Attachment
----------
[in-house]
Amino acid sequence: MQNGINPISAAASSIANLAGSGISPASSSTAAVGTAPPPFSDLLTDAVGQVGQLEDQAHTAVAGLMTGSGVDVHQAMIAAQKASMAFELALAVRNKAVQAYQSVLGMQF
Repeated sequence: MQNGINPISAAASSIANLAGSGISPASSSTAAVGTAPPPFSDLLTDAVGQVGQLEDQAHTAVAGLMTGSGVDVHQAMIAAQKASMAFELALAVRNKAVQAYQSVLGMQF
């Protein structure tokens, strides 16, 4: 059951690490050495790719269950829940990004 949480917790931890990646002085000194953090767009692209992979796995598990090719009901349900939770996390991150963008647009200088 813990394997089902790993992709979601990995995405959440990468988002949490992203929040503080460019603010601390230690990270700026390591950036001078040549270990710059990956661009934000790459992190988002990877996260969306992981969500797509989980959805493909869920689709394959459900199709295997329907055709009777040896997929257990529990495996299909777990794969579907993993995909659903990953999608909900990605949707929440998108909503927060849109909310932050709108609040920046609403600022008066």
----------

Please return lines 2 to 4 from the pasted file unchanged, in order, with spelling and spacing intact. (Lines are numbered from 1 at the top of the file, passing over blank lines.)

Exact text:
Amino acid sequence: MQNGINPISAAASSIANLAGSGISPASSSTAAVGTAPPPFSDLLTDAVGQVGQLEDQAHTAVAGLMTGSGVDVHQAMIAAQKASMAFELALAVRNKAVQAYQSVLGMQF
Repeated sequence: MQNGINPISAAASSIANLAGSGISPASSSTAAVGTAPPPFSDLLTDAVGQVGQLEDQAHTAVAGLMTGSGVDVHQAMIAAQKASMAFELALAVRNKAVQAYQSVLGMQF
């Protein structure tokens, strides 16, 4: 059951690490050495790719269950829940990004 949480917790931890990646002085000194953090767009692209992979796995598990090719009901349900939770996390991150963008647009200088 813990394997089902790993992709979601990995995405959440990468988002949490992203929040503080460019603010601390230690990270700026390591950036001078040549270990710059990956661009934000790459992190988002990877996260969306992981969500797509989980959805493909869920689709394959459900199709295997329907055709009777040896997929257990529990495996299909777990794969579907993993995909659903990953999608909900990605949707929440998108909503927060849109909310932050709108609040920046609403600022008066």